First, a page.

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President's Blog: From the Heart

In the Good Name of Jessie Hathcock

By Eric F. Spina

“What does it mean for us to go back into history and pluck Jessie Hathcock's good name from our student rolls and put it here on this beautiful new building?”

Denise James, associate dean in the College of Arts and Sciences, posed that question before a standing-room-only crowd at the dedication of Jessie S. Hathcock Hall, the new home for computer science, the fastest-growing program on campus.

For me, the answer is simple. Everything. It means everything — and it’s a long overdue tribute.

In 1930, Jessie graduated from the University of Dayton with a bachelor’s degree in education. Nearly a half century later, the longtime Dunbar High School teacher received an honorary degree in humanities from her alma mater. In both cases, she was first African American woman to do so. She was a two-time trailblazer just at the University of Dayton — and a woman dedicated to the transformative power of education.

“She championed the underdog, the kid who needs a little push, some financial assistance,” remembered Barbara Hathcock ‘88 about her husband Lloyd’s grandmother as we visited before the dedication. “She was just a grand lady.”

Grandson Lloyd remembers her professional dedication and adventurous spirit. She traveled around the world three times after she retired. As an educator, humanitarian, and beloved grandmother, “she was on target, on beat, very diligent, very smooth. She did what she had to do with patience. Mama Jessie had a lot of patience.”

Looking around the newly renovated building that overlooks Baujan Field, Lloyd recalled his first reaction when he saw photos of the transformation of the former Music/Theatre Building: “I was just astounded and amazed by the beauty of the building.”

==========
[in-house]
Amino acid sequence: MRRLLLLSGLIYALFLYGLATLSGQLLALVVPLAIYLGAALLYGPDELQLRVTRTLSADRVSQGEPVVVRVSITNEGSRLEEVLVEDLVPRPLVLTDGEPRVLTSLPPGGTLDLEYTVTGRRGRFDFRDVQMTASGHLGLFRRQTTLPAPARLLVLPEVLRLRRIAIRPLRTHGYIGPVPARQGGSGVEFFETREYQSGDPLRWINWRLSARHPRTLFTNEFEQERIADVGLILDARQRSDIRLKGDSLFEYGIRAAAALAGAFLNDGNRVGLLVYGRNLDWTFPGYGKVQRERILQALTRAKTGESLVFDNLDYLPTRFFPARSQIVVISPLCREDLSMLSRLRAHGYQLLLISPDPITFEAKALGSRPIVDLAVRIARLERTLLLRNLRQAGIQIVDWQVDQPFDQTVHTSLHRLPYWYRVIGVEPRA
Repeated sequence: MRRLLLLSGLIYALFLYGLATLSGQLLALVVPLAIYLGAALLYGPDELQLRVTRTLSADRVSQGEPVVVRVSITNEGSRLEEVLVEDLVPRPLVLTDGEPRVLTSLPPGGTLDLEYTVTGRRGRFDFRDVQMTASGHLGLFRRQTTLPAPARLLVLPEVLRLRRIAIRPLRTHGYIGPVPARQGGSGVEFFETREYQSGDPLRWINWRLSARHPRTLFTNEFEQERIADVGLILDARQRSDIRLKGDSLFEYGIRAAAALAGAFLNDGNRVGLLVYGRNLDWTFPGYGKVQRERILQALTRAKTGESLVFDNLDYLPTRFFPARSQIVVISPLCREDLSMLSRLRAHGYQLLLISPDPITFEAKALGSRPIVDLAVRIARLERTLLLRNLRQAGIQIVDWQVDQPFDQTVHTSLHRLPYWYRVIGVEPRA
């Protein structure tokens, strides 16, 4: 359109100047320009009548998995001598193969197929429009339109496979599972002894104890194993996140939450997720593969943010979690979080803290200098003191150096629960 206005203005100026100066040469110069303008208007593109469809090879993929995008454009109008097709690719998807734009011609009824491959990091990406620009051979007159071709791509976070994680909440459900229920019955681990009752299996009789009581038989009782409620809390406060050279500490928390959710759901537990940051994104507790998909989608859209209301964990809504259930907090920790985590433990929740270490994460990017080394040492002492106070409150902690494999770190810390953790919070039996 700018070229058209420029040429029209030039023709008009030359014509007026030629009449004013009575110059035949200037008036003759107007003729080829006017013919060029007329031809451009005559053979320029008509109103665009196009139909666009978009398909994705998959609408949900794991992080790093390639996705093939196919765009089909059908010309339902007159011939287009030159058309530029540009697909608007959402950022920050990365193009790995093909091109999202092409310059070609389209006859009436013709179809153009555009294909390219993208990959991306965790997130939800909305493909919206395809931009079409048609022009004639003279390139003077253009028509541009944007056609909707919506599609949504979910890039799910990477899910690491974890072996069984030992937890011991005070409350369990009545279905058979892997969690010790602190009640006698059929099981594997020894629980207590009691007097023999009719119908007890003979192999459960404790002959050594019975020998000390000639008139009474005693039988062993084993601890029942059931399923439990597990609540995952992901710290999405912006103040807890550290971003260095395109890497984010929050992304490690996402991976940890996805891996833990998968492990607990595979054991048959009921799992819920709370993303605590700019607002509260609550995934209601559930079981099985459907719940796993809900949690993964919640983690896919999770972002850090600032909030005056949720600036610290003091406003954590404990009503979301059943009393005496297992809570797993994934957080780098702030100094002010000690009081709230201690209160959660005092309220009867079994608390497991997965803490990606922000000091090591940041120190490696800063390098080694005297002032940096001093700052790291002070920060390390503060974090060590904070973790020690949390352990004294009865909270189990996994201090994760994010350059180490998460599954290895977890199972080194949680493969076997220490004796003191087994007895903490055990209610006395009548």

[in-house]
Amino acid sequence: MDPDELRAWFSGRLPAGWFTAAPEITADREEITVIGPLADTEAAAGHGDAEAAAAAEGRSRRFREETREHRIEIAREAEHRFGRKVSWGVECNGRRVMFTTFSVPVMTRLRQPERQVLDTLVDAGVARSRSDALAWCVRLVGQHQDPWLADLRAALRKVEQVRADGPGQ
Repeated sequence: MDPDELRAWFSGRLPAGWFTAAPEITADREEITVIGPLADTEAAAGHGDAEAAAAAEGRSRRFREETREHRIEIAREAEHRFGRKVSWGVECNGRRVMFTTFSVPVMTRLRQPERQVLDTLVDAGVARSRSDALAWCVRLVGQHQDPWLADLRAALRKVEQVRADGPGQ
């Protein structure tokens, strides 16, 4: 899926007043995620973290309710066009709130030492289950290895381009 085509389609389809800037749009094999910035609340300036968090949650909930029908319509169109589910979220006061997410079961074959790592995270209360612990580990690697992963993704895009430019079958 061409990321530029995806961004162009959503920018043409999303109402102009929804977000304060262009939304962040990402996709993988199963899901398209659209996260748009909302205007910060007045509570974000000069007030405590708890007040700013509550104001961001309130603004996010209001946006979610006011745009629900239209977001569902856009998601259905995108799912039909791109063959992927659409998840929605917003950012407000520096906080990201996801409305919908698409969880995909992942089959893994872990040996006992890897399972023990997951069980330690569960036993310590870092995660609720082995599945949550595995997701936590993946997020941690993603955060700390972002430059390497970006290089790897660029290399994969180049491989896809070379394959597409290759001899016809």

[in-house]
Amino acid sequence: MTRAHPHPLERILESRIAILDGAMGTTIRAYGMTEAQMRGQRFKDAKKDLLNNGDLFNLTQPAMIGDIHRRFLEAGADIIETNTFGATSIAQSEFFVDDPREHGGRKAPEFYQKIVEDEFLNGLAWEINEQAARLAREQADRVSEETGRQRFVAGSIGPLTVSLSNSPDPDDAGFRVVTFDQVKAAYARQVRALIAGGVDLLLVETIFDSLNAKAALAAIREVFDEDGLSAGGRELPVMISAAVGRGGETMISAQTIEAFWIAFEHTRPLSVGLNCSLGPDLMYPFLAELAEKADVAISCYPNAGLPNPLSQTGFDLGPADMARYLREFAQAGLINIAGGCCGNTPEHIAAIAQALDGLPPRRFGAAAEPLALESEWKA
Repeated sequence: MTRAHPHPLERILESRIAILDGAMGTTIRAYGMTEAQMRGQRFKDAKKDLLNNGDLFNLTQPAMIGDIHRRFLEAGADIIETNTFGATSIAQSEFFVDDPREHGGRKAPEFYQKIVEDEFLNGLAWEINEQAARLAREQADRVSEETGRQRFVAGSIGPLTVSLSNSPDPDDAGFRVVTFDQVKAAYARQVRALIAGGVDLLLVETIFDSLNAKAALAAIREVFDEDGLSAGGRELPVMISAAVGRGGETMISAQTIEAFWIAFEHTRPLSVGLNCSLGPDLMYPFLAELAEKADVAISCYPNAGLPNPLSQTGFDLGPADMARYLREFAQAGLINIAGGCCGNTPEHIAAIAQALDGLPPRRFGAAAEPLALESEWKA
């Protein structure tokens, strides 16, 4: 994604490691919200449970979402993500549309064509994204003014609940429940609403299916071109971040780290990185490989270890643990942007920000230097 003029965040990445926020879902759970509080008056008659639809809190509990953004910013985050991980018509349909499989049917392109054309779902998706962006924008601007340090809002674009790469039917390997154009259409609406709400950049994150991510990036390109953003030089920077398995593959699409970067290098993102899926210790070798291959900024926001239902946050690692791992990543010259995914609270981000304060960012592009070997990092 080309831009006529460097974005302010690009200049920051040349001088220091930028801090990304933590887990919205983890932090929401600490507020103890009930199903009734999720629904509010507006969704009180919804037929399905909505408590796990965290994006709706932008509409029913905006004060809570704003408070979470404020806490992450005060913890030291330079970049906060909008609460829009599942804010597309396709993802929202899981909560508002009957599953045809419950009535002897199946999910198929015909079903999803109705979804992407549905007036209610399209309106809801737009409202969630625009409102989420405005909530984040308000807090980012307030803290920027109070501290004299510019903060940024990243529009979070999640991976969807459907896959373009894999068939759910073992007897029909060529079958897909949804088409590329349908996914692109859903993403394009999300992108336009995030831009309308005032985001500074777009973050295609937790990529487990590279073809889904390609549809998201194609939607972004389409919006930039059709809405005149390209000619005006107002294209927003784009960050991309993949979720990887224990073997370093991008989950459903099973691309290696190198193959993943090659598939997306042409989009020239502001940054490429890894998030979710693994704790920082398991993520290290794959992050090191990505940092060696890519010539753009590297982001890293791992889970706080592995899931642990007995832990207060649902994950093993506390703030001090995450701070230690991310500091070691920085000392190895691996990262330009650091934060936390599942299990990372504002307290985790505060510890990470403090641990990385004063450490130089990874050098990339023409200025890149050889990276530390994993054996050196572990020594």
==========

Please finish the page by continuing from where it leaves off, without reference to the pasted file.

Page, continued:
As the family and I walked from a classroom to the dramatic, enclosed walkway that now connects Kettering Labs and Hathcock Hall, it seemed inconceivable to me that this space was once a wind tunnel. Now it’s a space for studying, collaboration — and celebration.

As Father Jim Fitz blessed the new space, I returned to Professor James’ question — and her eloquent answer.

“To name this building after her is not just to give it a place marker for our maps but to affirm the values she embodied,” said the philosopher and director of the Women’s and Gender Studies Program.

“Perhaps in naming this building and taking up the good name of Jessie Hathcock, we are aspirational? Here we stand today, together, in this well-appointed space, responsible, not for the correction of an unjust past that cannot be relived or fixed, but responsible to a present in which we aspire to live up to her good name and to a future in which we will dare create a learning community worth of her good name,” she said.

“Today, perhaps we are here to make good on the honor her family has given us in allowing us to name this building after her,” she continued. “Today, we strive to bring students here not just to study under any conditions, but in a thriving, inclusive community worthy of her good name. Perhaps we will take up the good name on this building as a challenge to be better educators, better stewards, better members of the city to which Mrs. Hathcock dedicated so much of her life?”

What’s in the good name of Jessie Hathcock? Everything.

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